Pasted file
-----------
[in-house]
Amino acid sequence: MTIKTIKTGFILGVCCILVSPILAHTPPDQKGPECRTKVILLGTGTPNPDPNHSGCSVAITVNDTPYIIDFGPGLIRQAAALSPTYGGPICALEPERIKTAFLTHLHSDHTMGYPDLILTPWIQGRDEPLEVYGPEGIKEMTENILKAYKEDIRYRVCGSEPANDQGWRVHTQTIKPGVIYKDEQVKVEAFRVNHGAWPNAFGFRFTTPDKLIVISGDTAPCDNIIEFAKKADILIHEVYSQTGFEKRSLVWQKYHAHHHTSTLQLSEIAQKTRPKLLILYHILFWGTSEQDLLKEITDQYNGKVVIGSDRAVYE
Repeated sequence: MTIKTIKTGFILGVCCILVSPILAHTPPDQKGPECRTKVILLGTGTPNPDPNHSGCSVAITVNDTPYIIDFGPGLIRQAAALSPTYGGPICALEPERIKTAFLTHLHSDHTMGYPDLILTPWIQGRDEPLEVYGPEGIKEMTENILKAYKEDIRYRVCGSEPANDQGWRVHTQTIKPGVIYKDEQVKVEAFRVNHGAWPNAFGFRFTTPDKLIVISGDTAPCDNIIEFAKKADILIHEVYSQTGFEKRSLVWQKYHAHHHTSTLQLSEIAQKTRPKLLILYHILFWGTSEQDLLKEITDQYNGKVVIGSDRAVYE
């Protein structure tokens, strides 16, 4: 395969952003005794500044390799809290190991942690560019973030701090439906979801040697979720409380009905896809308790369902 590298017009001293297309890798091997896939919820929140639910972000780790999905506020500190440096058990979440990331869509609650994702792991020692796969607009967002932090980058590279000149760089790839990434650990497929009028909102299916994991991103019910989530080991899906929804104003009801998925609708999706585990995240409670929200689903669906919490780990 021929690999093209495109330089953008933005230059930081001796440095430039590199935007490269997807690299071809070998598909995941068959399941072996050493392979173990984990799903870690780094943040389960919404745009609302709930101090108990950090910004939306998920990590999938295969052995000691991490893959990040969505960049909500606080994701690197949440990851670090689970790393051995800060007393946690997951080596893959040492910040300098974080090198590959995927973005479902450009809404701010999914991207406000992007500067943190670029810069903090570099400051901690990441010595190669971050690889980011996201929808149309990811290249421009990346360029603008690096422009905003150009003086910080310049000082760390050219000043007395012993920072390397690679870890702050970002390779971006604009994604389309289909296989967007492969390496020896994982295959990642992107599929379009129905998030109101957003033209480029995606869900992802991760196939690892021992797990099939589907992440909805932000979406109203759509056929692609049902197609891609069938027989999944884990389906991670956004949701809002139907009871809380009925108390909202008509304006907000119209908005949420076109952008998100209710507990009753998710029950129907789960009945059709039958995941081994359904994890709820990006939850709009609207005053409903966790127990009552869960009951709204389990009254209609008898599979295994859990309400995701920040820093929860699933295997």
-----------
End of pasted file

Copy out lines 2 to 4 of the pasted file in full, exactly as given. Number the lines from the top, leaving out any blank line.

Amino acid sequence: MTIKTIKTGFILGVCCILVSPILAHTPPDQKGPECRTKVILLGTGTPNPDPNHSGCSVAITVNDTPYIIDFGPGLIRQAAALSPTYGGPICALEPERIKTAFLTHLHSDHTMGYPDLILTPWIQGRDEPLEVYGPEGIKEMTENILKAYKEDIRYRVCGSEPANDQGWRVHTQTIKPGVIYKDEQVKVEAFRVNHGAWPNAFGFRFTTPDKLIVISGDTAPCDNIIEFAKKADILIHEVYSQTGFEKRSLVWQKYHAHHHTSTLQLSEIAQKTRPKLLILYHILFWGTSEQDLLKEITDQYNGKVVIGSDRAVYE
Repeated sequence: MTIKTIKTGFILGVCCILVSPILAHTPPDQKGPECRTKVILLGTGTPNPDPNHSGCSVAITVNDTPYIIDFGPGLIRQAAALSPTYGGPICALEPERIKTAFLTHLHSDHTMGYPDLILTPWIQGRDEPLEVYGPEGIKEMTENILKAYKEDIRYRVCGSEPANDQGWRVHTQTIKPGVIYKDEQVKVEAFRVNHGAWPNAFGFRFTTPDKLIVISGDTAPCDNIIEFAKKADILIHEVYSQTGFEKRSLVWQKYHAHHHTSTLQLSEIAQKTRPKLLILYHILFWGTSEQDLLKEITDQYNGKVVIGSDRAVYE
């Protein structure tokens, strides 16, 4: 395969952003005794500044390799809290190991942690560019973030701090439906979801040697979720409380009905896809308790369902 590298017009001293297309890798091997896939919820929140639910972000780790999905506020500190440096058990979440990331869509609650994702792991020692796969607009967002932090980058590279000149760089790839990434650990497929009028909102299916994991991103019910989530080991899906929804104003009801998925609708999706585990995240409670929200689903669906919490780990 021929690999093209495109330089953008933005230059930081001796440095430039590199935007490269997807690299071809070998598909995941068959399941072996050493392979173990984990799903870690780094943040389960919404745009609302709930101090108990950090910004939306998920990590999938295969052995000691991490893959990040969505960049909500606080994701690197949440990851670090689970790393051995800060007393946690997951080596893959040492910040300098974080090198590959995927973005479902450009809404701010999914991207406000992007500067943190670029810069903090570099400051901690990441010595190669971050690889980011996201929808149309990811290249421009990346360029603008690096422009905003150009003086910080310049000082760390050219000043007395012993920072390397690679870890702050970002390779971006604009994604389309289909296989967007492969390496020896994982295959990642992107599929379009129905998030109101957003033209480029995606869900992802991760196939690892021992797990099939589907992440909805932000979406109203759509056929692609049902197609891609069938027989999944884990389906991670956004949701809002139907009871809380009925108390909202008509304006907000119209908005949420076109952008998100209710507990009753998710029950129907789960009945059709039958995941081994359904994890709820990006939850709009609207005053409903966790127990009552869960009951709204389990009254209609008898599979295994859990309400995701920040820093929860699933295997």